A Wrinkle in Time

Jacob Richardson | 11/04/2018

A Wrinkle In Time is ambitious. It doesn’t make an ounce of sense and is messier than a china shop after the proverbial bull, but still… it’s bloody ambitious.

After the disappearance of her scientist father, three peculiar beings send Meg (Storm Reid), her brother Charles Wallace (Deric McCabe), and her friend Calvin (Levi Miller) into space in order to find him.


Ava DuVernay’s A Wrinkle In Time has innumerable enjoyable and entrancing elements. Firstly, it is an undeniably beautiful picture. Whether it’s astounding set design, beautiful geometrics, incredibly CGI-work or close up explosions of light, the visuals of this piece are extraordinary.


The acting, too, is often brilliant. In particular, Chris Pine is tremendous as Mr. Murray. Oprah is suitably magnificent as Mrs. Which, and Gugu Mbatha-Raw as a brilliant scientist and mother is also excellent. Even amongst the younger cast, both Reid and Miller are great; particularly impressive given some of the schmaltzy, underworked dialogue they have to deal with.


It’s a shame, then, that a couple of ridiculous performances mar what otherwise could have been a collectively good acting performance. Reese Witherspoon’s Mrs. Whatsit is nigh on impossible to get around; she is frustratingly dismissive, and going for some sort of eclectic vibe that never really gels with her performance. It’s coupled with the young McCabe’s performance as Charles Wallace, which is grating at every turn. His arc also leads him to have to deliver some split personality moments that, as the young actor that he is, he simply cannot pull off.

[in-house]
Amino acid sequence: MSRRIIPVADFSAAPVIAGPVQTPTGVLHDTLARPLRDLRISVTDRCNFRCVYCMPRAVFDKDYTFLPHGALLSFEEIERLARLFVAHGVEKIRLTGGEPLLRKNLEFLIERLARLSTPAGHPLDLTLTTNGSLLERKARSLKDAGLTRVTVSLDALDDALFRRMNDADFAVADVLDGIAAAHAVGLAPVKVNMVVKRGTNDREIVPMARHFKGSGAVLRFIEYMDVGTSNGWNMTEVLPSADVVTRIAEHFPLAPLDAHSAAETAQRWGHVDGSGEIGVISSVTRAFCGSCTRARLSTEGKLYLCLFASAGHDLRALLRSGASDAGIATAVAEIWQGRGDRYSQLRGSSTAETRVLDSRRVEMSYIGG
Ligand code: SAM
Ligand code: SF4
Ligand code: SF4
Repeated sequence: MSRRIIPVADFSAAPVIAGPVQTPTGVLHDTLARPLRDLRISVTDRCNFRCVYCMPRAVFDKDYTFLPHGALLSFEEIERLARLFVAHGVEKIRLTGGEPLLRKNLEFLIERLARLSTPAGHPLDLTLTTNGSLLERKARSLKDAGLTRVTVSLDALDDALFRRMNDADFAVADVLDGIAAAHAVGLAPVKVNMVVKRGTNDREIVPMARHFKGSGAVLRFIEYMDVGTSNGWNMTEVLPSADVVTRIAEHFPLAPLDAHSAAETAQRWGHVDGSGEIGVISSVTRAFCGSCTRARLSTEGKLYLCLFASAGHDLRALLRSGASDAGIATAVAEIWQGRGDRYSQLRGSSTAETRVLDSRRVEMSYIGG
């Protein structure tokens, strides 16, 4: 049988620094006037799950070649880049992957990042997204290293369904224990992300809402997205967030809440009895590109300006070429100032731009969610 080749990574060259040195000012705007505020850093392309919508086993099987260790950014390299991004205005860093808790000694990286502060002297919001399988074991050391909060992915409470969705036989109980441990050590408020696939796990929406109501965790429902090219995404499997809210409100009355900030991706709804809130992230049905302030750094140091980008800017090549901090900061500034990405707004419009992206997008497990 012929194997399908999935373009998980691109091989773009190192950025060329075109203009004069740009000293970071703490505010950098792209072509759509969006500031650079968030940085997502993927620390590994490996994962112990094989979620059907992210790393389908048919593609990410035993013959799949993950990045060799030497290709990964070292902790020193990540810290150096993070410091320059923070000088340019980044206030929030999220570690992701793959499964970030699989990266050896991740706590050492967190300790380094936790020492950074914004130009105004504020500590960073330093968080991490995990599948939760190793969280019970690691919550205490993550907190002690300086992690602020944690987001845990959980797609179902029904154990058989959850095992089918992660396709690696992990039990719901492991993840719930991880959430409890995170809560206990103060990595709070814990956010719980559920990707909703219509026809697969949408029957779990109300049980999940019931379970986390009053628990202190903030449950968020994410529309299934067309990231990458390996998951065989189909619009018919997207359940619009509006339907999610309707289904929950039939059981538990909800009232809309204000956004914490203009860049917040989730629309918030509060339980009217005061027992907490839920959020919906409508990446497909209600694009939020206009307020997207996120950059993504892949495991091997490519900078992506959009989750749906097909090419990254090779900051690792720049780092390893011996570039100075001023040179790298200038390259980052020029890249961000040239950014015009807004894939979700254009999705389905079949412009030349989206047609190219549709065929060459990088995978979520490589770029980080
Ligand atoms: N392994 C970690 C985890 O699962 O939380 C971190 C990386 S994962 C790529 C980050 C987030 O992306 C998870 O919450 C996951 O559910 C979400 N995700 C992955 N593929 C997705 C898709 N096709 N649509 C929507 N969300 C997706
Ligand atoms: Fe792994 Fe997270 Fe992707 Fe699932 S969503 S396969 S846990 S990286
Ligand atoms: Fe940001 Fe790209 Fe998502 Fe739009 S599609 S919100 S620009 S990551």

It’s a shame also that even if these performers had given Oscar worthy performances, it would have been for naught, because A Wrinkle In Time is just too messy. Sloppily put together, it runs long in all the places it shouldn’t, and never succeeds in raising the heart rate. It’s particularly frustrating given the ambition of the project; there are tremendous elements here. But DuVernay can’t bring them all into line in a cohesive tale that generates real emotion, and what we’re left with is a derelict shell of a film; a beautiful spark of wasted potential in the dark machinery of space.


A Wrinkle In Time is terrible; but it’s terrible with potential. One wishes that it could be recut and re-released, because there is intrigue a plenty here; just not enough competent direction to turn it into a good film.